Today I’m thankful for a whole bunch of things, including:
- My wonderful wife
- My family, including my amazing mother, who’s on a pilgrimage to Guatemala this week—this being the first time she’s been out of the country in 30 years
- My in-laws who are with us enjoying the day
- Our dogs, who have I think finally given up on getting at the turkey now that it’s been put away
- Our house, even though it’s too damn warm in here after baking a pie, roasting a turkey, and doing countless other stovetop and oven dishes
- About a bajillion bloggers
- You, my readers
- This blog, which makes me keep my brain exercised and keeps me honest
Esta and I were at the MFA today (pictures to come). On the way home, we were discussing “Long Distance Salvation,” which Esta has yet to receive (once I design the CD label, we’ll be in business). I was giving her a track-by-track breakdown, and said,“I am living liner notes.”
She said, “Huh?”
I said, “There are no liner notes for this mix, so I’m giving you your living liner notes.”
She said, “Ah. I thought you said you were living liner notes.”
We were silent for a second. I said, “I’ve been living liner notes. But it’s been for a John Cage album. And I don’t know what the hell is going on.”
—Hey, it was funny at the time.
I periodically get email questions from people who have come to my site by searching Google for their ancestors and have found my genealogical records. (In fact, I’m currently working through a backlog of six questions, some of which have sat in my inbox for six months…the shame.) Anyway, in looking up some information about a distant cousin, I found out that there’s a regional repository of census microfilm in the Boston area at the Frederick C. Murphy Federal Center in Waltham. Since driving to Waltham is cheaper than paying $20 a month for access to the records, I may have to make a little field trip…
My dad hits one of those milestone birthdays today (the Beatles one, for those of you playing along at home). After the excitement earlier this year, it’s especially good to be able to wish him many happy returns.
Of course, today is also the 35th anniversary of the Apollo 11 moon landing—serendipitously enough, given my dad’s thirty-something year history as a NASA employee. That (unfortunately pop-up laden) page on Space.com, in which the moon mission is discussed in the context of a return to space, carries a little of how I feel today. The significance of a birthday or anniversary like today isn’t what went before, but in what is still to come. In both cases for today, I’m feeling pretty good about what’s coming next.
Many happy returns, Dad.
Doc Searls: And the living is easy. Doc writes about his childhood summers in Brick Township, New Jersey, just a few stoplights away from the part of Lakewood in which I spent my Independence Day weekend this year. I was probably even in the parking lot that now sits over where the Searls family played hide and seek fifty-plus years ago. When Lisa visits the beach with her parents this month, she’ll go to Mantoloking (mentioned in Doc’s post from last year about summers at the Shore).
For what it’s worth, Doc, I’m with you on the fresh blueberries. Only my version was late July/early August harvest in southeastern Virginia. For many summers we’d visit a berry farm in Gloucester, across the mouth of the York River from Yorktown, and fill a 16″ by 30″ by 24″ Igloo cooler half full of blackberries and a smaller one full of blueberries. The tradition (started as a birthday gift for my dad, later moved to my Mom’s birthday because the blueberries were riper) lasted from about the time I was 10 or 12 in the early to mid 80s until just before I went to grad school in 2000. That fall my parents sold the house in which I grew up in Newport News, Virginia, and moved to my dad’s family farm outside Asheville, NC. To the best of my knowledge, they haven’t found a pick-your-own place there yet. But I still keep my eyes out for the first blueberries every summer, and am still quite capable of devouring several quarts of them without blinking or losing stride.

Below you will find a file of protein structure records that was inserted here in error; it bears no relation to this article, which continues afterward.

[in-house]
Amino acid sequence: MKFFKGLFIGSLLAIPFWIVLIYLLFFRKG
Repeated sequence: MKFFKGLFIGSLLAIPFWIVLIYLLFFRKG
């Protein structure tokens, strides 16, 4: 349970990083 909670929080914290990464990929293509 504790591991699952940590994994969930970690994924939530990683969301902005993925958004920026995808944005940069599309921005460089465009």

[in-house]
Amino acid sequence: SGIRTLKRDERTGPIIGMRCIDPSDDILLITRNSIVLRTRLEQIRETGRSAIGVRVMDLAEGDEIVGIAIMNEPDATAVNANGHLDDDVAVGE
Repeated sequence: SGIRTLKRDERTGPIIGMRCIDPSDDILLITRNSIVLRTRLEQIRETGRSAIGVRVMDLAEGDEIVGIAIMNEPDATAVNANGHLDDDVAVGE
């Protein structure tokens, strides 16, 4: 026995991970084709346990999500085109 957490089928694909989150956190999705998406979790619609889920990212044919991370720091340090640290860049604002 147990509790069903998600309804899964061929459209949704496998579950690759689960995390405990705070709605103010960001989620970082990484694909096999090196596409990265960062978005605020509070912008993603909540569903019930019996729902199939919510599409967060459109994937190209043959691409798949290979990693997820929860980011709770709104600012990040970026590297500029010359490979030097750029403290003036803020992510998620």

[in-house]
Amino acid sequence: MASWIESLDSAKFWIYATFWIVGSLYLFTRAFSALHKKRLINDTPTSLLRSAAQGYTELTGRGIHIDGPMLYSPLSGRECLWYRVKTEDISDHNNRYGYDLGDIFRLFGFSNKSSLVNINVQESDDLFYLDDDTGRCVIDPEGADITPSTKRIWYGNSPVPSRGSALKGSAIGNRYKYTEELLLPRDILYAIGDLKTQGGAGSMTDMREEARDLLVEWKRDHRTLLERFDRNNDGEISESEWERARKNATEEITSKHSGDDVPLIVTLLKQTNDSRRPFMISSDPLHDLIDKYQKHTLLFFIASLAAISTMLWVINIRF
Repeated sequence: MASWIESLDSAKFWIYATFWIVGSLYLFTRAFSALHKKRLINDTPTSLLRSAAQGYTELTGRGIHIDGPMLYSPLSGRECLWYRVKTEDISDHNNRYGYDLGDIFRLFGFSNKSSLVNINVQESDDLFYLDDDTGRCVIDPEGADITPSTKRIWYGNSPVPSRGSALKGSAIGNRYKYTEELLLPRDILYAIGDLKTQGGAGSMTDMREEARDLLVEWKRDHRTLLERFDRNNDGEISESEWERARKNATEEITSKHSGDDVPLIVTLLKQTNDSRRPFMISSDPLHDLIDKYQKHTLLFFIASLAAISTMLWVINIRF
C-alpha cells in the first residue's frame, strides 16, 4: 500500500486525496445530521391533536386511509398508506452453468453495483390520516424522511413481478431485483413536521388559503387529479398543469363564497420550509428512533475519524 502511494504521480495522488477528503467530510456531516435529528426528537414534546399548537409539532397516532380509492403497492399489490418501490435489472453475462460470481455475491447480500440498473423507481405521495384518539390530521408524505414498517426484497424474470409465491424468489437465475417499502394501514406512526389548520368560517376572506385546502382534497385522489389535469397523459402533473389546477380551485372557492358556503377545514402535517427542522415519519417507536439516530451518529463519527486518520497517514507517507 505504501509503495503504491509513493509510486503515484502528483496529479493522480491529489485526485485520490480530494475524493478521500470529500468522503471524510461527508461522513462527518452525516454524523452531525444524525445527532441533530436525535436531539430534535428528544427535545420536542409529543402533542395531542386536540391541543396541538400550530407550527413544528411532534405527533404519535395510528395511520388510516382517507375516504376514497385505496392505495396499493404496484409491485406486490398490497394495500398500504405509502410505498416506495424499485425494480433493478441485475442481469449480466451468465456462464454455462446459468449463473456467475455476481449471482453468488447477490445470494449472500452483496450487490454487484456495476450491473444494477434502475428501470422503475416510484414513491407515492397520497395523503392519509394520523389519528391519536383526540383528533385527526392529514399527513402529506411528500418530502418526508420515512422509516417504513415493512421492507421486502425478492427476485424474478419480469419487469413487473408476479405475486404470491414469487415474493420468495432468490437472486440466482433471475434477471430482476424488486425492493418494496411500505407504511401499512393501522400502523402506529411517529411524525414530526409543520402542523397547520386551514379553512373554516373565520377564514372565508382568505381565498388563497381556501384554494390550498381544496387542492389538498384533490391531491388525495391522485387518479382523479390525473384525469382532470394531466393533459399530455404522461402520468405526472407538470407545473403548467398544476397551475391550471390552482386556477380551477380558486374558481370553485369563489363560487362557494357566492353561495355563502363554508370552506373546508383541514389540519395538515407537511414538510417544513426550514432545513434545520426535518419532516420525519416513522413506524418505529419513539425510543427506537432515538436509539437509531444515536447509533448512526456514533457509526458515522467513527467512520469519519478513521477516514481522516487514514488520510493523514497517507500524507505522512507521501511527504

(Fellow Jarretts, I can’t remember the name of the farm we patronized; feel free to jump in on the comments.)
Esta has been too busy to post for most of this semester, but wrote late Sunday night/Monday morning about her debut as a preacher. She had quite a baptism by fire, though I have to say that even compared to preaching a sermon at a retirement home and co-leading morning chapel, the most difficult of the three experiences for me would have to be helping to lead worship at the church in which we grew up.
I can say that from experience. In high school I gave a sermon in that church one Youth Sunday. If I recall correctly, I was quite the judgmental little snot, too. Of the two of us, I’m really glad that Esta was the one that got this particular Call. Her gifts are so much more suited for God’s word.
Lisa’s folks arrived last night from New Jersey, somewhat stiff but otherwise no worse the wear for their six hour flight. The dogs had not forgotten them from Christmas and were in such a transport of ecstasy to see them again that it was very hard to get them to go to bed.
It’s quiet this morning, but I know that won’t last. I don’t know what Lisa has planned for her folks today, but it probably has something to do with gardening…
In other family news, my father appears to be making a good recovery, and my aunt has successfully made it through her second knee replacement surgery. I think I still have a sister in seminary, but as she hasn’t blogged in over a month it’s hard to tell.